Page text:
• Sunday begins with a discussion of the first interactive fiction, Will Crowther’s, Colossal Cave Adventure. After that is a lecture about writing narrative with a view to it being done as a voice over at some point, then afterwards it’s a talk about characterisation and automata, which sounds very interesting for me as I am a big fan of including weird robots in my stories. Then the Interactive Fiction Technology Foundation who run the convention take the floor for an hour and will be explaining what they have been getting up to and what they think they will be doing in the future. Then there is a lecture about ways to use film techniques to design and write games, and then after that a discussion of the different structural types used in games and how you can adapt them for your own work.
  • Monday has a lot of stuff that promises to make your brain work. It starts off with a talk about a series of games that reflect the life of the designer who recently when through transition and how those changes have changed the way the designer creates games. Then there is a talk about the use of analytics in games and how this can be used to assess the players enjoyment of the game, then there is a talk about an exhibition which used wearable sensors to measure the effects of gun violence. That one might be a bit much for some people and I would remind you all to think carefully before making the decision to watch, I don’t want anyone being hurt by it. Then a second lecture on a tough subject, this time written with the help of a human right’s organisation in Kyrgyzstan on the topic of “bride kidnappings” and so, again, be careful with that. Then there is a discussion about a game which mimics anxiety in relationships, before a talk about the historic gaming language, Zork Implementation Language (ZIL). And then to finish off the night is a talk about what not to do if you do not want to be chased by lawyers who are angry about your game, surely an important item on everyone’s wish list for educational topics.
  • Tuesday has a series of lectures about the different ways to use multi-authored worlds for games. It points out a lot of the issues and pitfalls that can occur, but it also takes care to point out how important this can be for creating larger worlds and stories over many years. Then there is a talk about storytelling through the setting and what the player can see and knows to be in their surroundings. That sounds to be a pretty great lecture, I’ll be sure to get my notebook ready for that one. After that, we get introduced to a game that promises to teach you Latin, but like, fun. And then one of the co-creators of the game Caves of Qud talks about world-building and writing for the game for ten years. In particular, how you learn to treat the past you and the game community as co-creators. Then the night finishes off with a talk about immersive theatre and how to and when to, and when not to, “cast” the audience in roles as part of the show. I’m not sure if I have explained that well, but it sounds cool.
  • Then Wednesday has multiple lectures on the subject of the nitty-gritty of writing over long periods, talking bout how not to burn yourself out and how to work with story lets which appear to be a big help in working with long games. Plus just a lot of useful information on working with choice and narrative structure and how to use them effectively. It all sounds very useful, especially as the second talk is also promising to show how to sketch it out in Twine. Then there is a discussion about the game, Kentucky Route Zero, and the many topics that tie into that game. It seems to have references to all the old favourites of the Interactive Fiction genre and to raise a lot of new questions about where the genre will move on from this point in time. And the last thing for that night is a talk about lots of the various other ways that Interactive Fiction is making a splash in the world, and how to make the actions of a core group of more active players entertaining to the larger audience. This sounds like something I will definitely want to listen to as they specifically mention LARP and that is close to my heart.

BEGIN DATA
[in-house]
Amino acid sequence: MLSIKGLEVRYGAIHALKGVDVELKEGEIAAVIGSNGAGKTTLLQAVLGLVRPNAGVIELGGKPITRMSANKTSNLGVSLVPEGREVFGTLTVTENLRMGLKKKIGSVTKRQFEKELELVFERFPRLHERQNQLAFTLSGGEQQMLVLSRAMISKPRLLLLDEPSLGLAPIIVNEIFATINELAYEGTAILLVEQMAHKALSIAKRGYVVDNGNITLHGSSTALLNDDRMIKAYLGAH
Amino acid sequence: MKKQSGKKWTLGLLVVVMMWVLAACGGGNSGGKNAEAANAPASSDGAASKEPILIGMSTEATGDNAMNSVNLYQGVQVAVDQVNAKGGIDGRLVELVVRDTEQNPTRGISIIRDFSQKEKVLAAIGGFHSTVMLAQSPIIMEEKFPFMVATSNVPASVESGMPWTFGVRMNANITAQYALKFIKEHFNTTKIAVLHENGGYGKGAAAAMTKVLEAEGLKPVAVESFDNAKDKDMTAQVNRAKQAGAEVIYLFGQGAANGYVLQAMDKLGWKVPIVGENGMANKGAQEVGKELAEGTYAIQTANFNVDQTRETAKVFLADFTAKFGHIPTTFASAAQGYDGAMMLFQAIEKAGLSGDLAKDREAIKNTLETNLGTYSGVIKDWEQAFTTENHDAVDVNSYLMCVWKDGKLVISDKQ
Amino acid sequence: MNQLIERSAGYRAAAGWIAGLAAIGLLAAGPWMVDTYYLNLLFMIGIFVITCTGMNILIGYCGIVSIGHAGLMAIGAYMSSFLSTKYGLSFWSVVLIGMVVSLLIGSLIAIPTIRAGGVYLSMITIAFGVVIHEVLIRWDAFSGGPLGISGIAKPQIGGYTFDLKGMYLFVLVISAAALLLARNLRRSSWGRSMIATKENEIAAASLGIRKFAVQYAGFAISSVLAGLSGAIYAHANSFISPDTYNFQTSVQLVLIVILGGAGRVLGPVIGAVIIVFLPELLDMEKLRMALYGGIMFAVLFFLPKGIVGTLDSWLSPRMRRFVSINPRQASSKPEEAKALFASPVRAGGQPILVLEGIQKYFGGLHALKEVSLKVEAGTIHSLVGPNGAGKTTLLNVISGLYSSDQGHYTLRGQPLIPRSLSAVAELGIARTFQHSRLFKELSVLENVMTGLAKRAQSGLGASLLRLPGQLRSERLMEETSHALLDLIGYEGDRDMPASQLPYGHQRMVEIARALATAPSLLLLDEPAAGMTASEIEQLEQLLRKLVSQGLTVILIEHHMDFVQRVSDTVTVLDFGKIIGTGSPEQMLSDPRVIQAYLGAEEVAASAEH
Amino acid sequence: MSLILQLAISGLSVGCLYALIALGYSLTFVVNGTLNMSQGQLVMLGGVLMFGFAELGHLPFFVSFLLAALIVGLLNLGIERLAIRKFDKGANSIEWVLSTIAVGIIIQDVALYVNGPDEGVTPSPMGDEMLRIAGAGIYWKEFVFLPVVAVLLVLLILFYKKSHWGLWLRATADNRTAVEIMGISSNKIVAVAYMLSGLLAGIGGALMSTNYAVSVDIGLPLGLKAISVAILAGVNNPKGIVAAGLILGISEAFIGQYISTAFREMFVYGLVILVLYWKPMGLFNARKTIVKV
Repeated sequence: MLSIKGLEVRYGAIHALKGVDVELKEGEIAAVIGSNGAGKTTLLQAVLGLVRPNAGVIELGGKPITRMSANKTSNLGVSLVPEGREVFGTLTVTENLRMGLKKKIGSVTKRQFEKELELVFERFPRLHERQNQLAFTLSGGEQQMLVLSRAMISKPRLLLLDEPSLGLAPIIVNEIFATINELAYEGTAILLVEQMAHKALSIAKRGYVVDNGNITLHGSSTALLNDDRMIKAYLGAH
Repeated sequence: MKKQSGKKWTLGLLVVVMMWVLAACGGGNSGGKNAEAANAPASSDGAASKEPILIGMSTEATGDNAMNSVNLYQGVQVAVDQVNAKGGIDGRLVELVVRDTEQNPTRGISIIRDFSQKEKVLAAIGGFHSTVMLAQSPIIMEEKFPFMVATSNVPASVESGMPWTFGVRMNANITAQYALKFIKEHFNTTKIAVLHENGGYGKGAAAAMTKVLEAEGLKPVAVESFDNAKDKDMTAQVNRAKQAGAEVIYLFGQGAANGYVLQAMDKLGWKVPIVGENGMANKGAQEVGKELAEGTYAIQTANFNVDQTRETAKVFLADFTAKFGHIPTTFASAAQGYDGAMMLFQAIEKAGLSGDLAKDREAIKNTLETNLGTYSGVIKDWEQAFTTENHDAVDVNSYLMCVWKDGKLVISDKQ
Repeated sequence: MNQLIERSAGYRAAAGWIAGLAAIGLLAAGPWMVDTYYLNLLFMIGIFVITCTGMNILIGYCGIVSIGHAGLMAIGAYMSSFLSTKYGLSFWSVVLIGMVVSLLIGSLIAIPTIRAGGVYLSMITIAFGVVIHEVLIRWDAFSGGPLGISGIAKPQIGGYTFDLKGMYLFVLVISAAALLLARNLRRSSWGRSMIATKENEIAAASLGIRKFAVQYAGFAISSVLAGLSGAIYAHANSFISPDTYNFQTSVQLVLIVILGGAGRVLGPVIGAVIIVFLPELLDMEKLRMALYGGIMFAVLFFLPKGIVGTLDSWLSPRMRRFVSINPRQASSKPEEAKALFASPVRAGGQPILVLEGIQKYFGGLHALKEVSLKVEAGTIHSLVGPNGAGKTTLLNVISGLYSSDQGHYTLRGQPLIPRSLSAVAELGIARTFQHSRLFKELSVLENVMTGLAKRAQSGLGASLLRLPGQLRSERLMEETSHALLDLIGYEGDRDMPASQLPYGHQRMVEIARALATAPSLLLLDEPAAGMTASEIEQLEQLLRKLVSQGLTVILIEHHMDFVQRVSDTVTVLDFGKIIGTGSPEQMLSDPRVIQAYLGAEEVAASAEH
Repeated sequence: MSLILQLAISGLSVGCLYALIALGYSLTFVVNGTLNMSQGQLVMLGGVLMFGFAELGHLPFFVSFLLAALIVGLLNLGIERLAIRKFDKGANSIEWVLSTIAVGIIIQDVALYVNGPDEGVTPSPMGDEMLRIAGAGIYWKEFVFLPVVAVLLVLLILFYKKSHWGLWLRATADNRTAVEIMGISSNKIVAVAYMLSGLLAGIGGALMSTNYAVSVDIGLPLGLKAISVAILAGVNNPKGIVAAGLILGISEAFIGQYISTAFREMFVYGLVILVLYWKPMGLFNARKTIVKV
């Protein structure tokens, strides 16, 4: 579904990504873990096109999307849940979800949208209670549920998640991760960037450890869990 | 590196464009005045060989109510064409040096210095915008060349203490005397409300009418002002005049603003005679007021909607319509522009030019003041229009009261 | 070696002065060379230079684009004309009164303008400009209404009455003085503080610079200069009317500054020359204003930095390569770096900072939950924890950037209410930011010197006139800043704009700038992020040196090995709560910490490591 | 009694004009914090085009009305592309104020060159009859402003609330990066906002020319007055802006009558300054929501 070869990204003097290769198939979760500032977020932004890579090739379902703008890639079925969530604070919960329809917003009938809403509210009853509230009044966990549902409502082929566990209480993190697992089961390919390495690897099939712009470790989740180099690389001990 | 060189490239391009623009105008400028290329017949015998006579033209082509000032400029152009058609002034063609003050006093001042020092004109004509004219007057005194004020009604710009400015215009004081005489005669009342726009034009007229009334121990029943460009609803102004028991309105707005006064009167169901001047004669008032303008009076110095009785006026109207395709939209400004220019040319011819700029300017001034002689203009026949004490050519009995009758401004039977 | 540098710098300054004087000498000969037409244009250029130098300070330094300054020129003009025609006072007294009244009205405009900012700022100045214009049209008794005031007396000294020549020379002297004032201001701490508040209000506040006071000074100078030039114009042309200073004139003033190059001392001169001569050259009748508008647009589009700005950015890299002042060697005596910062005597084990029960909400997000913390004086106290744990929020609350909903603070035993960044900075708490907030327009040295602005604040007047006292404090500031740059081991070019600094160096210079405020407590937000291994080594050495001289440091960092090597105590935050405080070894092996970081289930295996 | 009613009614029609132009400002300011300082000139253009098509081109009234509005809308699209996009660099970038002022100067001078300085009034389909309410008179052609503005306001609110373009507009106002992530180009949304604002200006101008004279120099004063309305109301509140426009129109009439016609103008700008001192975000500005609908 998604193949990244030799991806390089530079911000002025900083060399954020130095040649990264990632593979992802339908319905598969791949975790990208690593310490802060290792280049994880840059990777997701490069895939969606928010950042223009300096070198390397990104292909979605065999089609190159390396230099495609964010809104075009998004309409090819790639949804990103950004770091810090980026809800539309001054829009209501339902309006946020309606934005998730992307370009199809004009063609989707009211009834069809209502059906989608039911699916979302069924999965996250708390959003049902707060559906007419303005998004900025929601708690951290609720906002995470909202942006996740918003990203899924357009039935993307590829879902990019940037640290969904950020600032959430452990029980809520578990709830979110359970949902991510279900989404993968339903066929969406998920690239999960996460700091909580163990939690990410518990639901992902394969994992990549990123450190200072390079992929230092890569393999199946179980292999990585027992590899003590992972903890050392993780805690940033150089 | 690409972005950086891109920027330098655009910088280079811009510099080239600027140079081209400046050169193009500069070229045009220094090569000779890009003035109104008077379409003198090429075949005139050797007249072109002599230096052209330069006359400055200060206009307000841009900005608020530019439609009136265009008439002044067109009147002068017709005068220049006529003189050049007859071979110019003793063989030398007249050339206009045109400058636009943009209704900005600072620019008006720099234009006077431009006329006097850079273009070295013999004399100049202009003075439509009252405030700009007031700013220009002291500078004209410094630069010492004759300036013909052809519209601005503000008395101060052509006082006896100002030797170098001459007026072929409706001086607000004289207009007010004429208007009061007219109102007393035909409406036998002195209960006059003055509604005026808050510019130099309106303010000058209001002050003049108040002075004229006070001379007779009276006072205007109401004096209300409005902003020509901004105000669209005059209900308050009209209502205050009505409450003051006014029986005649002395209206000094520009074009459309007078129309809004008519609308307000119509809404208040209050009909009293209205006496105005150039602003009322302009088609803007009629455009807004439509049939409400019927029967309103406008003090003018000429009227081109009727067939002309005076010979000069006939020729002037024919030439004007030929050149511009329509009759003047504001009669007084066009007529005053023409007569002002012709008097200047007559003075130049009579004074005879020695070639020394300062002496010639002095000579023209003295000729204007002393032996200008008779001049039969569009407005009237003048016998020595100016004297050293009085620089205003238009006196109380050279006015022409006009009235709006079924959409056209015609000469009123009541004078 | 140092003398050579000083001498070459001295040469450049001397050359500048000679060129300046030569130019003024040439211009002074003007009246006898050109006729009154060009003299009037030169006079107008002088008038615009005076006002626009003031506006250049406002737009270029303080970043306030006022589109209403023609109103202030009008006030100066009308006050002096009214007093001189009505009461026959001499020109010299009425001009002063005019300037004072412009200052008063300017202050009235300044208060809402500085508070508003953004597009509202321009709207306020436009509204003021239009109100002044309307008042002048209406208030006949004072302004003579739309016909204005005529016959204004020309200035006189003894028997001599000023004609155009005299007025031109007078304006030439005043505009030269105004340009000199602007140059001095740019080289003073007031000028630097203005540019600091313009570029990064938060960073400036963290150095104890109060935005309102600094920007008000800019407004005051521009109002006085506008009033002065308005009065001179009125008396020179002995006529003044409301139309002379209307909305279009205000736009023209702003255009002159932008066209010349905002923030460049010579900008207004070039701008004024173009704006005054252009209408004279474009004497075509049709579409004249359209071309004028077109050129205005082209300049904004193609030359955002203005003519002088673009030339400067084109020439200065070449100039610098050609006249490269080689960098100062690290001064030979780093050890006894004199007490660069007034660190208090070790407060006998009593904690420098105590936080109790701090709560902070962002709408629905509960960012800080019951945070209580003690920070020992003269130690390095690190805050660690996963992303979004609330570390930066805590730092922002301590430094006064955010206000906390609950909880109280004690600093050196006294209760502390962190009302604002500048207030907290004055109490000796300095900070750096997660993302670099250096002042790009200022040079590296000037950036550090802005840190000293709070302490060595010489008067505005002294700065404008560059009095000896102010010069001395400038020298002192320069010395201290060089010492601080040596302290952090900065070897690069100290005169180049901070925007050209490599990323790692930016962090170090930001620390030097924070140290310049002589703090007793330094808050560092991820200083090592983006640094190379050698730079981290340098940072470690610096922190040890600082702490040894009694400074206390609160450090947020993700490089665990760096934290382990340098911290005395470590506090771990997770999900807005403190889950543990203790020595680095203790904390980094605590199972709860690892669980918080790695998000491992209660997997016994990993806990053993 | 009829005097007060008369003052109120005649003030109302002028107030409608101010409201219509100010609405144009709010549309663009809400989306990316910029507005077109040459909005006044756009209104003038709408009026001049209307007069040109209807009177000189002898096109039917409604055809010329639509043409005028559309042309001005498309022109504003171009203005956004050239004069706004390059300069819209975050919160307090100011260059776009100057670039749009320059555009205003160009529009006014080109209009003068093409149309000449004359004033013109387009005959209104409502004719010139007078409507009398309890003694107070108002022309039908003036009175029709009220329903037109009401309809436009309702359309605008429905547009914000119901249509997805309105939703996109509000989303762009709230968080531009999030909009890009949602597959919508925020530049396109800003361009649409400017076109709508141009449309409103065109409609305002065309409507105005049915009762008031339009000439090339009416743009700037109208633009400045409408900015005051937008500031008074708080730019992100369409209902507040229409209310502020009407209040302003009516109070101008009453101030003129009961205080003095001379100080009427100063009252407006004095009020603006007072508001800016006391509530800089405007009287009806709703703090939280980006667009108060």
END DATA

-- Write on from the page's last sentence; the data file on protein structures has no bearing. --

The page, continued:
• And then the final Thursday night is made up of a series of hour-long talks. The first is about a new online platform called Mote which uses text provided by multiple users to build a narrative. It sounds very complicated and I am looking forward to hearing more about it. Then there is a talk about talking, or at least, a lecture about dialogue and the different ways of using it in games and how it differs from other media. Then we get to hear about the history of Walking Simulators, how they have changed, evolved, and all the different ways they can be played and used now. And then, finally, we have the Wrap Up, which will be from the organisers and will have comments, questions, and their good byes.

So what do you think? Are you going to attend this virtual convention? I don’t know if I will try to catch every talk, but there is a lot of stuff there that I am really interested in hearing about. The convention is, once again, NarraScope and if you think that it is likely that you will go along then leave a comment. It will be fun to know there are other people out there who are watching along with me that I sort of know. If you have any connections to the convention please do leave a note as well, I have tried to give a fair description of everything but it is a long convention and I have definitely skipped things and described things poorly. If you want people to go along feel free to use the comment section to drum up some support.

Well, this was a very long post so I think I am going to go and do something else for a bit to clear my head. It really does sound like a good event, even if it did take forever to write up this summary of what is going to happen. Or maybe it is because it took so long to write this summary? Who knows.

Stay safe and see you next time,